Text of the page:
Ever since ChatGPT and all things artificial intelligence (AI) began dominating headlines, the term “metaverse” seems to have slipped out of the spotlight. But the recent debut of the stunning US$2.3 billion Sphere venue in Las Vegas, christened by U2’s latest live concert series, seems an appropriate reminder of the ongoing evolution of immersive ecosystems (as well as the allure of FOMO—“fear of missing out”—on new trends).
The eye-popping arena—tall enough to fit the entirety of the Statue of Liberty inside it—boasts a communal virtual reality (VR) experience without the need for goggles. The giant orb’s exterior features the world’s largest (58,000 square feet) fully programmable LED screen and an interior space that U2’s guitarist, the Edge, has described as a “quantum leap forward” in revolutionizing live entertainment.
Equipped with haptic seats that vibrate to match not only scenes being displayed but also next-level audio, the venue engages all senses with wind, temperature and even scent effects that can leave guests feeling as though they are outdoors or even in outer space.
The Sphere’s enormous scale might be particularly Vegas-esque, but it’s the latest harbinger of our new immersive entertainment era. Investors eyeing the still-early stages of metaverse development find appeal in the array of pioneering content formats and related technology to solve for constraints such as that of conventional imaging and filmmaking for spaces with vast ultra-high-resolution displays. Creators of the Sphere are even collaborating with the US National Aeronautics and Space Administration (NASA) on media innovation.
Global adoption of 3D holographic imaging and LED displays is surging as companies continue to develop new ways to blur the line between virtual and physical. The global LED display market, worth at US$15 billion in 2022, is estimated to grow to US$23 billion by 2030.1
During this year’s Meta Connect conference, CEO Mark Zuckerberg unveiled new AI tools—such as Max the sous chef—and reiterated to attendees that “soon the physical and digital will come together in what we call the metaverse.”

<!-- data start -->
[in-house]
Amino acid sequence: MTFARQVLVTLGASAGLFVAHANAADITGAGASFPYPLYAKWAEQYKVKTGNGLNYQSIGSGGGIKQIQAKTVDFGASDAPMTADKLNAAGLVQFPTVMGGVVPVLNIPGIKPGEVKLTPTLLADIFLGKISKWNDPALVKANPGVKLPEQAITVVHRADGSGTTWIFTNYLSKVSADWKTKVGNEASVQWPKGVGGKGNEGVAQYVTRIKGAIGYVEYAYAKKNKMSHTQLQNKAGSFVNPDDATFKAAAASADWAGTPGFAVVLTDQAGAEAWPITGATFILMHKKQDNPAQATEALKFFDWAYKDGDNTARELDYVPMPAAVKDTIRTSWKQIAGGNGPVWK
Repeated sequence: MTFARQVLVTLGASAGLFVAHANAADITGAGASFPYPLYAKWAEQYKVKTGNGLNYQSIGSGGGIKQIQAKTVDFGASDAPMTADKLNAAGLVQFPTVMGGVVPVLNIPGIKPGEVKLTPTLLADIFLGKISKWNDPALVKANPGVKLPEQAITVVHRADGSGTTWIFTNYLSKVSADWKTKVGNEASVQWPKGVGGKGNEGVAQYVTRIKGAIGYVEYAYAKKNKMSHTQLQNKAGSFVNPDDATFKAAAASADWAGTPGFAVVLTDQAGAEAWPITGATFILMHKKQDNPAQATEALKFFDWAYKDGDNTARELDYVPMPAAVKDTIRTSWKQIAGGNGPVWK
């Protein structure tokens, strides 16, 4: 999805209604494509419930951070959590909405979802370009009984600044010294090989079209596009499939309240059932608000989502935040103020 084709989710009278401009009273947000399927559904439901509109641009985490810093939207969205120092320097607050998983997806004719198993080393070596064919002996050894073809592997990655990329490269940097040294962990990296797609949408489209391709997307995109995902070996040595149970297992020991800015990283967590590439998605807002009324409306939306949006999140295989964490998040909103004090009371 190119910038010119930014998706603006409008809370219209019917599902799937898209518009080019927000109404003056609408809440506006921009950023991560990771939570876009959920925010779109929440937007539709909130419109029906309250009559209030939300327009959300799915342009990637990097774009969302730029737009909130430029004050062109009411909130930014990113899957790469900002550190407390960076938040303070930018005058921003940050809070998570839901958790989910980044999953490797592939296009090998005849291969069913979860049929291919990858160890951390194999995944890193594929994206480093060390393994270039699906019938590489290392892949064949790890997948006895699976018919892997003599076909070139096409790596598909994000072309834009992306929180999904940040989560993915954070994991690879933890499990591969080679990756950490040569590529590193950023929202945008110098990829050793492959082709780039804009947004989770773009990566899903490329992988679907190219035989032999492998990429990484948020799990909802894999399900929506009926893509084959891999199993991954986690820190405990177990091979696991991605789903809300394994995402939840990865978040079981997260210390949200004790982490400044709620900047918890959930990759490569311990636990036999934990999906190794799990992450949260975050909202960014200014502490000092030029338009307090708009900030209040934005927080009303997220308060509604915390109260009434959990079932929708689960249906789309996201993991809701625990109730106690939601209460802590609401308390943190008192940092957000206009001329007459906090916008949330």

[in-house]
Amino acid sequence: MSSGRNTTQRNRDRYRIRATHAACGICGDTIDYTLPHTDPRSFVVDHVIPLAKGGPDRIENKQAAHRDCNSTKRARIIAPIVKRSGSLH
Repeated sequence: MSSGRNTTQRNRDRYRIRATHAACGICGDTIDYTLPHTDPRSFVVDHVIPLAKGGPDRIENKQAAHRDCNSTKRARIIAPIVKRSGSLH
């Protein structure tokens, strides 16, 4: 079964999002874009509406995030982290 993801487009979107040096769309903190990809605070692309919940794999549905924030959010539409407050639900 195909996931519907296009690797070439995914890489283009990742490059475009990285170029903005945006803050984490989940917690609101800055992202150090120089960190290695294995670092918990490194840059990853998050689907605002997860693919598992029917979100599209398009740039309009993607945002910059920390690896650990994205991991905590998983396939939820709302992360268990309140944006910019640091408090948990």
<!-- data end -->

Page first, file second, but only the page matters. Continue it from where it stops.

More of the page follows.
Luxury brands, including Chanel and Dolce & Gabbana, have also been keen to invest in immersive metaverse strategies. Some involve new modes of personalized services, brand interaction and experiences to enhance loyalty for customers or seamless and creative collaboration for employees as well as leveraging virtual worlds to improve corporate operational efficiencies.
Since Louis Vuitton first partnered with Riot Games four years ago to create skins for avatars, a number of high-profile design events have launched, such as Metaverse Fashion Week. Last fall, Italian fashion house Gucci appointed a head of metaverse role, and around the same time, luxury watchmaker Rolex made moves into the metaverse, filing trademark applications in the realms of cryptocurrency and the non-fungible tokens market.
No doubt there are many initiatives that will struggle in this emerging space, which is why investors may prefer to use rules-based ETF strategies to capture the optimal metaverse exposure. Tracking such indexes can offer an advantage in that they automatically adjust portfolios to include select companies on the forefront of this new digital landscape. We continue to believe opportunities to revolutionize our digital interactions across sectors and industries are immense, and the solutions these new technologies will offer will drive demand.
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1. Source: Zion Market Research, May 2023. There is no assurance that any estimate, forecast or projection will be realized.